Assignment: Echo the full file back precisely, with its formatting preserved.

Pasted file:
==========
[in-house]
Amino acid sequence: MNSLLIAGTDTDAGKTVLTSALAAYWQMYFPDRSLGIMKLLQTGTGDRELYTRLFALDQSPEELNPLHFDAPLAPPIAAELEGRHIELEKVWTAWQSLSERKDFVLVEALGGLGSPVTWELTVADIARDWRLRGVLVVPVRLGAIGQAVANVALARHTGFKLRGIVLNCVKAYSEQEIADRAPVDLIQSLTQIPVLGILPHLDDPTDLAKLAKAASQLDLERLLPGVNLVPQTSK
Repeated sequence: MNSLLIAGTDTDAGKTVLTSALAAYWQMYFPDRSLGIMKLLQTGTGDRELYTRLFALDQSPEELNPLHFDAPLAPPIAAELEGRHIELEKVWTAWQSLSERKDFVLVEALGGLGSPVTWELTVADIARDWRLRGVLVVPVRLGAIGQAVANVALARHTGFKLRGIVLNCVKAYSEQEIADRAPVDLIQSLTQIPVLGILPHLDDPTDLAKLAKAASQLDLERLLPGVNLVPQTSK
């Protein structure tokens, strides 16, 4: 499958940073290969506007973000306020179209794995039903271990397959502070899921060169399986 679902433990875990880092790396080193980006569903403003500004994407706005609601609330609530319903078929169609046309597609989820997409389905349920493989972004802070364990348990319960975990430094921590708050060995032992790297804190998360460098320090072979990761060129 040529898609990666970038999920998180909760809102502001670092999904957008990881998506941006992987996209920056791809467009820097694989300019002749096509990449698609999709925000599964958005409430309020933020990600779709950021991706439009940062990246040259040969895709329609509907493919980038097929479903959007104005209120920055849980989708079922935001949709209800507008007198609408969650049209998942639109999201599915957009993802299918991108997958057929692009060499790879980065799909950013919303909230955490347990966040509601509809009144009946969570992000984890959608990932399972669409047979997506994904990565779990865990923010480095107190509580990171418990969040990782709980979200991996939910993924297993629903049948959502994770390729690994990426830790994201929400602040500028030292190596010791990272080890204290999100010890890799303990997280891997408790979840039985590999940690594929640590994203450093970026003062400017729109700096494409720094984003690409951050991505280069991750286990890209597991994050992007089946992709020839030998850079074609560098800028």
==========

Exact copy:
[in-house]
Amino acid sequence: MNSLLIAGTDTDAGKTVLTSALAAYWQMYFPDRSLGIMKLLQTGTGDRELYTRLFALDQSPEELNPLHFDAPLAPPIAAELEGRHIELEKVWTAWQSLSERKDFVLVEALGGLGSPVTWELTVADIARDWRLRGVLVVPVRLGAIGQAVANVALARHTGFKLRGIVLNCVKAYSEQEIADRAPVDLIQSLTQIPVLGILPHLDDPTDLAKLAKAASQLDLERLLPGVNLVPQTSK
Repeated sequence: MNSLLIAGTDTDAGKTVLTSALAAYWQMYFPDRSLGIMKLLQTGTGDRELYTRLFALDQSPEELNPLHFDAPLAPPIAAELEGRHIELEKVWTAWQSLSERKDFVLVEALGGLGSPVTWELTVADIARDWRLRGVLVVPVRLGAIGQAVANVALARHTGFKLRGIVLNCVKAYSEQEIADRAPVDLIQSLTQIPVLGILPHLDDPTDLAKLAKAASQLDLERLLPGVNLVPQTSK
């Protein structure tokens, strides 16, 4: 499958940073290969506007973000306020179209794995039903271990397959502070899921060169399986 679902433990875990880092790396080193980006569903403003500004994407706005609601609330609530319903078929169609046309597609989820997409389905349920493989972004802070364990348990319960975990430094921590708050060995032992790297804190998360460098320090072979990761060129 040529898609990666970038999920998180909760809102502001670092999904957008990881998506941006992987996209920056791809467009820097694989300019002749096509990449698609999709925000599964958005409430309020933020990600779709950021991706439009940062990246040259040969895709329609509907493919980038097929479903959007104005209120920055849980989708079922935001949709209800507008007198609408969650049209998942639109999201599915957009993802299918991108997958057929692009060499790879980065799909950013919303909230955490347990966040509601509809009144009946969570992000984890959608990932399972669409047979997506994904990565779990865990923010480095107190509580990171418990969040990782709980979200991996939910993924297993629903049948959502994770390729690994990426830790994201929400602040500028030292190596010791990272080890204290999100010890890799303990997280891997408790979840039985590999940690594929640590994203450093970026003062400017729109700096494409720094984003690409951050991505280069991750286990890209597991994050992007089946992709020839030998850079074609560098800028």